Occupational Skin Disease

By Katelyn

Wood, MS, PAC, WorkPartners Occupational Health Specialists

Occupational skin disease is more common than one may think. It can strike an employee in a variety of settings from healthcare to housekeeping. The most common occupational skin disease is contact dermatitis.
Contact dermatitis is caused by contact with something that irritates the skin or causes an allergic response. Therefore, this further divides it into either irritant or allergic dermatitis, an example of each being exposed to the industrial cleaning solution and poison oak, respectively.

These two types can often be hard to distinguish. However, allergic dermatitis can occur in places on the body that did not come in direct contact with the offending agent due to the immune response, and irritant dermatitis typically develops slowly due to prolonged exposure. Contact dermatitis rash is red in appearance, often with swelling or scaling, associated with itching, and is clearly demarcated at the exposed sites.

Upon interview of the injured worker, questions should be asked about the exact time relationship between skin condition and work exposure, including effects of rash during time off and when returning to work. The clinician should cover general work conditions, specific work activities that involve skin contact with potential offending agents, material safety and data sheets if a specific product is involved, the presence of rash in colleagues, control measures or personal protective equipment in place, and routine work hygiene. Additionally, the provider should inquire about any other potential exposures outside of work including but not limited to lotions, soaps, detergents, household cleaning supplies, hobbies, gym use, medications, and any history of allergies or rashes in the past. If these questions are addressed it will allow the provider to determine if it is more probable than not that the rash is arising outside of the course of employment.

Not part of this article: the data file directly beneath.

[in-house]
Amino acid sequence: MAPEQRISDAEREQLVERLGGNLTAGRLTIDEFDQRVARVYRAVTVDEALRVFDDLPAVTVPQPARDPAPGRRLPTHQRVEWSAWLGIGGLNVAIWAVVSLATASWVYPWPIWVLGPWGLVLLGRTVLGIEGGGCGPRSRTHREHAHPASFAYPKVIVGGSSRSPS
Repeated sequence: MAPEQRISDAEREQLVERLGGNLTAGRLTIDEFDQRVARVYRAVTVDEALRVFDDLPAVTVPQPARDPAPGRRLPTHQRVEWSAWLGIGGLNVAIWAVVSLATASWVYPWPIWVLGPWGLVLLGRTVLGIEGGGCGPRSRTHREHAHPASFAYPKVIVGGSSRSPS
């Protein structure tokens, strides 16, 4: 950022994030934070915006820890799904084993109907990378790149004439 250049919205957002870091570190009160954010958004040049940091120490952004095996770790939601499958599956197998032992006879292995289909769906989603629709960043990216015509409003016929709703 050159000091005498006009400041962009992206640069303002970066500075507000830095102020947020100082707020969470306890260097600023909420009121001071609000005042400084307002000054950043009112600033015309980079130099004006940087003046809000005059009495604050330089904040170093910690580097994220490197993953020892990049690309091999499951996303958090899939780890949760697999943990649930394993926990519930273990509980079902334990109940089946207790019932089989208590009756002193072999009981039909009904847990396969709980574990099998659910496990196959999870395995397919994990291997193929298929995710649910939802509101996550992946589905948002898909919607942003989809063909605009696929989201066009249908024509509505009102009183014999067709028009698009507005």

The first step in the treatment is removal from the offending agent. In the office, the provider will assess the severity of the rash and likely prescribe corticosteroids, such as hydrocortisone cream. Corticosteroids are used to reduce signs and symptoms of inflammation. Corticosteroids come in various strengths and routes, all of which will be determined based on severity and location. More often than not, the patient has already tried over-the-counter management without relief, so a prescription-strength topical corticosteroid would be the next course of treatment for a focal rash. When the rash is widespread, oral steroids or intramuscular injections are often indicated. Over-the-counter Benadryl, emollients or moisturizers, oatmeal baths, and calamine lotion are all helpful for healing and management of associated itching. As with all occupational injuries or illnesses, prevention remains the most important part of treatment. It is imperative employers equip their employees with the appropriate protection, such as gloves, masks, gowns, proper hand washing, etc.

About the Author

Katelyn Wood is a nationally certified physician assistant working in occupational medicine at WorkPartners Occupational Health Specialists in San Diego County. She graduated from San Diego State University with a Bachelor of Science degree in kinesiology athletic training, then went on to earn a Master of Science degree in physician assistant studies at AT Still University in Arizona. She has been practicing medicine since 2014 with experience in various settings including orthopedic surgery, emergency medicine, and occupational medicine.

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